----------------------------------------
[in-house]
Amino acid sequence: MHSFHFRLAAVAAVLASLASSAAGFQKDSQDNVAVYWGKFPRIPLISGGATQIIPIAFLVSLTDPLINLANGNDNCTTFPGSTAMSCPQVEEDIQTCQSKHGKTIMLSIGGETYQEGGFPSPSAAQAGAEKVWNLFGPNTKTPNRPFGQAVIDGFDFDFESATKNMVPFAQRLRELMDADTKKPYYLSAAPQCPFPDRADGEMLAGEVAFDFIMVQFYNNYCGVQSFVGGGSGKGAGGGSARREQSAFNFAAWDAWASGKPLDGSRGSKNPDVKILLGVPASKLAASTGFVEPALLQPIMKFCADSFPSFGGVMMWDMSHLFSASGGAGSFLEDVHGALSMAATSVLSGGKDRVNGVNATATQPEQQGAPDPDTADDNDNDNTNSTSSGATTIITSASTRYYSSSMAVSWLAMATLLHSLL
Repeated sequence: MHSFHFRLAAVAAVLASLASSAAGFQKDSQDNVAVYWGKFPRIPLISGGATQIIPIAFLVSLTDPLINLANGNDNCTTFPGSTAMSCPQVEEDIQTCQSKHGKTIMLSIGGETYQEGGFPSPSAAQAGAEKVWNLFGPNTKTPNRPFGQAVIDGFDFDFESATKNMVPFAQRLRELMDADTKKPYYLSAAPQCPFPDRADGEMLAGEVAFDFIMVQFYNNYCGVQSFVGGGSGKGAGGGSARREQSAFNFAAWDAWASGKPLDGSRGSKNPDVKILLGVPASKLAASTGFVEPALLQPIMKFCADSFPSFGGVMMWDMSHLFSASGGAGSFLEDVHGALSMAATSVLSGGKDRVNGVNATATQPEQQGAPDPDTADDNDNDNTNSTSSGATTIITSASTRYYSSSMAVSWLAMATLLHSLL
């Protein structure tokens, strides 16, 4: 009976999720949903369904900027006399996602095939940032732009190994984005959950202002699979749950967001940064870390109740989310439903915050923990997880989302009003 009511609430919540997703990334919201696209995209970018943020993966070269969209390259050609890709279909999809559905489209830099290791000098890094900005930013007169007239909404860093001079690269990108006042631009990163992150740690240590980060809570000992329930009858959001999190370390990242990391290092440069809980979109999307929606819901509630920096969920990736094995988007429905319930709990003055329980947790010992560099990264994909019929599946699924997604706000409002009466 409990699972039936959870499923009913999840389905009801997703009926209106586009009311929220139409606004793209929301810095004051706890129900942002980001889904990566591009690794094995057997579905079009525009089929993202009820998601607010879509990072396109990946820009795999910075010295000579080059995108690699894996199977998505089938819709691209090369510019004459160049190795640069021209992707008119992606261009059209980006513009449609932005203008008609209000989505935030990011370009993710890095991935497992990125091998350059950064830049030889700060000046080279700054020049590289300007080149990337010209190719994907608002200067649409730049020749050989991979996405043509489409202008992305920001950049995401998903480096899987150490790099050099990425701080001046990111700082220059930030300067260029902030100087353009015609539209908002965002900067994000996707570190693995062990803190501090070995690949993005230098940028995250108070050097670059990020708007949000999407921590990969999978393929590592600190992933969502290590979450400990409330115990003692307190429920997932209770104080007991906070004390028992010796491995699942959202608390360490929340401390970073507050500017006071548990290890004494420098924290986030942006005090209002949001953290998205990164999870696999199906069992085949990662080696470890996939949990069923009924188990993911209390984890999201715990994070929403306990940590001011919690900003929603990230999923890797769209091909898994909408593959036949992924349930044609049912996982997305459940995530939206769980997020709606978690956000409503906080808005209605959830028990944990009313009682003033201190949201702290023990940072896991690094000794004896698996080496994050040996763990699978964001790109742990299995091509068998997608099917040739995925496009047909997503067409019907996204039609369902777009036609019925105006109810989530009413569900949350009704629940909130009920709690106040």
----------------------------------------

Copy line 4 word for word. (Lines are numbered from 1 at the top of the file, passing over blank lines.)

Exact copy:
């Protein structure tokens, strides 16, 4: 009976999720949903369904900027006399996602095939940032732009190994984005959950202002699979749950967001940064870390109740989310439903915050923990997880989302009003 009511609430919540997703990334919201696209995209970018943020993966070269969209390259050609890709279909999809559905489209830099290791000098890094900005930013007169007239909404860093001079690269990108006042631009990163992150740690240590980060809570000992329930009858959001999190370390990242990391290092440069809980979109999307929606819901509630920096969920990736094995988007429905319930709990003055329980947790010992560099990264994909019929599946699924997604706000409002009466 409990699972039936959870499923009913999840389905009801997703009926209106586009009311929220139409606004793209929301810095004051706890129900942002980001889904990566591009690794094995057997579905079009525009089929993202009820998601607010879509990072396109990946820009795999910075010295000579080059995108690699894996199977998505089938819709691209090369510019004459160049190795640069021209992707008119992606261009059209980006513009449609932005203008008609209000989505935030990011370009993710890095991935497992990125091998350059950064830049030889700060000046080279700054020049590289300007080149990337010209190719994907608002200067649409730049020749050989991979996405043509489409202008992305920001950049995401998903480096899987150490790099050099990425701080001046990111700082220059930030300067260029902030100087353009015609539209908002965002900067994000996707570190693995062990803190501090070995690949993005230098940028995250108070050097670059990020708007949000999407921590990969999978393929590592600190992933969502290590979450400990409330115990003692307190429920997932209770104080007991906070004390028992010796491995699942959202608390360490929340401390970073507050500017006071548990290890004494420098924290986030942006005090209002949001953290998205990164999870696999199906069992085949990662080696470890996939949990069923009924188990993911209390984890999201715990994070929403306990940590001011919690900003929603990230999923890797769209091909898994909408593959036949992924349930044609049912996982997305459940995530939206769980997020709606978690956000409503906080808005209605959830028990944990009313009682003033201190949201702290023990940072896991690094000794004896698996080496994050040996763990699978964001790109742990299995091509068998997608099917040739995925496009047909997503067409019907996204039609369902777009036609019925105006109810989530009413569900949350009704629940909130009920709690106040």